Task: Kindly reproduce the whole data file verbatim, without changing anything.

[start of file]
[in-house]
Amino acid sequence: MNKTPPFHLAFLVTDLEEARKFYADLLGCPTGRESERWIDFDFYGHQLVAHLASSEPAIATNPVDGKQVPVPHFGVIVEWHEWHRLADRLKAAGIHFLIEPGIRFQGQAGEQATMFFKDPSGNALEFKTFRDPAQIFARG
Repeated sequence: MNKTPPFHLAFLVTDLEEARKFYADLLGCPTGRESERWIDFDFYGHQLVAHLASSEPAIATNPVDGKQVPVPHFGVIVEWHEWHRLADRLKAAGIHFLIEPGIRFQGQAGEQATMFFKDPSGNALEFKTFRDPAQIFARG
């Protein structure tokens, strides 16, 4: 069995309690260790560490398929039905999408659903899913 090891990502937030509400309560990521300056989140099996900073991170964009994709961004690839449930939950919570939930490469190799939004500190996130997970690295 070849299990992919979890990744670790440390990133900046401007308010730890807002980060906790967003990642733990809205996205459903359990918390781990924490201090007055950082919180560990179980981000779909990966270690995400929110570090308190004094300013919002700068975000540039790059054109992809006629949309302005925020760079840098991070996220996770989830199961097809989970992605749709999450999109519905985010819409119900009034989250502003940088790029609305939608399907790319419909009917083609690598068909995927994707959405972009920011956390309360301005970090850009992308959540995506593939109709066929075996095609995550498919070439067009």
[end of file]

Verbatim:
[in-house]
Amino acid sequence: MNKTPPFHLAFLVTDLEEARKFYADLLGCPTGRESERWIDFDFYGHQLVAHLASSEPAIATNPVDGKQVPVPHFGVIVEWHEWHRLADRLKAAGIHFLIEPGIRFQGQAGEQATMFFKDPSGNALEFKTFRDPAQIFARG
Repeated sequence: MNKTPPFHLAFLVTDLEEARKFYADLLGCPTGRESERWIDFDFYGHQLVAHLASSEPAIATNPVDGKQVPVPHFGVIVEWHEWHRLADRLKAAGIHFLIEPGIRFQGQAGEQATMFFKDPSGNALEFKTFRDPAQIFARG
């Protein structure tokens, strides 16, 4: 069995309690260790560490398929039905999408659903899913 090891990502937030509400309560990521300056989140099996900073991170964009994709961004690839449930939950919570939930490469190799939004500190996130997970690295 070849299990992919979890990744670790440390990133900046401007308010730890807002980060906790967003990642733990809205996205459903359990918390781990924490201090007055950082919180560990179980981000779909990966270690995400929110570090308190004094300013919002700068975000540039790059054109992809006629949309302005925020760079840098991070996220996770989830199961097809989970992605749709999450999109519905985010819409119900009034989250502003940088790029609305939608399907790319419909009917083609690598068909995927994707959405972009920011956390309360301005970090850009992308959540995506593939109709066929075996095609995550498919070439067009």